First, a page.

I have a radio show, but I don’t know squat about the radio business.
I know even less about the many people who work in the industry throughout the state. Even at WKXL in Concord and WMNH in Manchester, where my one-hour music show, “Granite State of Mind,” is featured weekly, the interaction between radioheads is limited because we’re all chopping out space at different times of the week. God bless them.
So, when I was introduced to a disc jockey from Frank FM and The Wolf named Craig Driggers about a year ago, I was elated. As a huge fan of radio as an art form – the pacing, the instincts behind the voice, the accuracy and delivery – I seized the opportunity to get in Driggers’ ear and find out if the on-air persona actually matched the curtains.
I wasn’t disappointed.
Driggers, 42, from Manchester, is a born raconteur – a towering, bearded mass of frenetic energy who is both introspective and seemingly unhinged all at once. In short, exactly what I was hoping for out of a rock and roll DJ.
Nothing plastic, just heat.
GSM caught up with Driggers to discuss the ins and outs of the radio business and the science behind building a “music log”….whatever that means.
Q How does it work? Did you just wake up one day and say, “I want to be a DJ?”
Kind of. I had been hearing for the longest time that I had a voice for radio (a face for it too) but I had absolutely no clue how a person would even start down the path of radio, so for far too long I didn’t pursue it. Then a career change happened and the opportunity to go back to school. A few days before I had to start enrolling in classes the universe handed me the opportunity to speak with Greg Kretschmar from WGIR. He essentially laid the path out for me, Communications, internship, paid gig, get used to “low pay” and that’s exactly what I did.
Q. How important is it to formulate some kind of persona when being an on-air personality?
I’ve been given two very important pieces of advice during my career. The first was “Never burn any bridges.” Radio is a very small community. The second was, “Be yourself.” The first one made a lot of sense, but the second one confused me a bit. I’m a bit of a personality away from radio. But I believed in the beginning that I needed to become “someone else.” In some marketplaces that works. Here in NH, genuineness is key. I’ve never tried to “fool” our listeners. I’m me 100 percent of the time. That’s gotten me into some trouble to be sure, but me is who I know best.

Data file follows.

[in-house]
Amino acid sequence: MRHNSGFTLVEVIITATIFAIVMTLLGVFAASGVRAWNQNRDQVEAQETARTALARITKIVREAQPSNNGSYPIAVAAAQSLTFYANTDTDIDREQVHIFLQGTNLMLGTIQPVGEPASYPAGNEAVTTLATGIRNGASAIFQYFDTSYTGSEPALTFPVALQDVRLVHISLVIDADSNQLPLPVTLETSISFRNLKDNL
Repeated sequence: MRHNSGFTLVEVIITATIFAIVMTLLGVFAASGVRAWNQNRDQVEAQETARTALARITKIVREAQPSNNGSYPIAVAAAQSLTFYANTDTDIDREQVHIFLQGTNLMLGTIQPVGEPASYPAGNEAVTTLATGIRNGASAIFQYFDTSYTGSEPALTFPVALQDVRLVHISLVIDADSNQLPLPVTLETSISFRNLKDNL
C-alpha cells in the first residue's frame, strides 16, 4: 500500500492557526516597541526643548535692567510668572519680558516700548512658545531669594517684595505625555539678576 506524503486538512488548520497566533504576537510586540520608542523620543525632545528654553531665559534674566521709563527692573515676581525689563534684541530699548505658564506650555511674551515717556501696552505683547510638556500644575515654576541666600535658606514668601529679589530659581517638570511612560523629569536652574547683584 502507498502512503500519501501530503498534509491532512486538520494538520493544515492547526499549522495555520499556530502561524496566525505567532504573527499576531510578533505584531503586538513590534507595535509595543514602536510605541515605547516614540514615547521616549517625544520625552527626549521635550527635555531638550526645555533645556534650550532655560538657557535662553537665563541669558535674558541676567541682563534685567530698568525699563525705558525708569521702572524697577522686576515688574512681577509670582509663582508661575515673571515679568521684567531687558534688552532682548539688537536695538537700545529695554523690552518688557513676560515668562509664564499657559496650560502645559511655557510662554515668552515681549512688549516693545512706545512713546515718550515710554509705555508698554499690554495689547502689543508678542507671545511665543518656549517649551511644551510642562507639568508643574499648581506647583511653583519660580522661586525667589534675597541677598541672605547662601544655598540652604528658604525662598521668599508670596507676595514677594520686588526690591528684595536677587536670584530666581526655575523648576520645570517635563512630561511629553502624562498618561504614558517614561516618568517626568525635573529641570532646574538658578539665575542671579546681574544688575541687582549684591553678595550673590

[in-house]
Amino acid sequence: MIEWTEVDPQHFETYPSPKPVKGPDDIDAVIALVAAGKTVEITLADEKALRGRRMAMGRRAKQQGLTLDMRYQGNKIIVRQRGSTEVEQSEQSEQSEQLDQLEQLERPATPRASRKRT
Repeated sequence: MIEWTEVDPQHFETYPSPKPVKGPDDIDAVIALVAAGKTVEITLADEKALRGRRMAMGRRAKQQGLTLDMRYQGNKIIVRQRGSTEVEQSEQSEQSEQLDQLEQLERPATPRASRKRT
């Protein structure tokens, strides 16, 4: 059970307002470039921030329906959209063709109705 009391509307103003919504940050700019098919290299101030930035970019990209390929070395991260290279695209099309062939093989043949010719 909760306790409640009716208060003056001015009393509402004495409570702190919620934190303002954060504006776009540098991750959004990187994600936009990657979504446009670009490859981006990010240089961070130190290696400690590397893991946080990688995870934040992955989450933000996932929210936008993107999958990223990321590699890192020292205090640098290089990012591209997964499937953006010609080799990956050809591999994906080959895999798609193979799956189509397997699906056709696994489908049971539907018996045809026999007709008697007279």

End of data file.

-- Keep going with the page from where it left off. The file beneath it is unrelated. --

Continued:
Q. Do you have much say in deciding what music will be played during your show? Does it matter to you?
My program director, who by the way is one of the best in the country, builds what are called the “music logs.” Most people have absolutely no idea just how much actual science goes into why one song rolls into another song. It’s a very carefully thought out, focus tested, data driven formula. With that said, there have been times when Phil Collins “In the Air Tonight” has come on … again … and the choices were take it out, and “spike in” a different song or, take myself out. My PD receives a report documenting when his logs have been changed, and all I can say is, that’s a wrath sometimes you just have to endure.
Q. You have a podcast as well called “Common Sense NH.” Is your approach different when doing a podcast versus a straight up radio show?
The podcast is infinitely different in nearly every aspect. We do have segments, which are discussed prior to the show with my cohosts Bernie Dellano and Mike Pursey. Like actual radio there are clocks that we follow and spot breaks that we take. But the approach and the way we handle content is significantly different than radio. First of all, you can swear and I take full advantage of that, much to my mother’s dismay. On the radio, it’s truthfully less about me, and more about the music. Most of the radio audience for say Frank 106.3 or 93.3 The Wolf, want to hear music, music information, prizes, etc. My night of drinking with my buddies and the madness that ensued is uninteresting. The podcast however is meant to be a “talk show” of sorts, and I genuinely am able to let it all fly. My cohost Mike said after our podcast this Sunday, “This is like therapy” and I couldn’t have put it better myself.
Q. What’s the toughest part of the gig?
To be 100 percent honest, “voice tracking” or essentially recording radio shifts. It’s become all the rage as corporations have sought to save money. It’s actually quite standard now, with live radio shows being more rare. The thing about non-live radio that bothers me is there’s very little to no audience interaction. I love radio for one primary reason, the people. I love meeting people, and talking to people, and listening to people. I love learning about people. I can have a conversation with someone about the most seemingly mundane thing, but if they’re passionate about it, I am too. I’m honestly fascinated by people and I absolutely love meeting and interacting with them.
Q. Is the future of radio bleak or bright?
I’ve found it tends to ebb and flow. Right now feels like a flow. I’m privileged to do what I do and to work with the people I work with. We all do it for one reason, and it isn’t the money I promise you, it’s because we want to entertain. We want to make someone’s day. We want people to see us as their friends, because we truly are. I think right now the listeners are coming back to their old friends, because their new ones got a little too expensive.
Want to find out more about Driggers? Go facebook.com/craig.driggers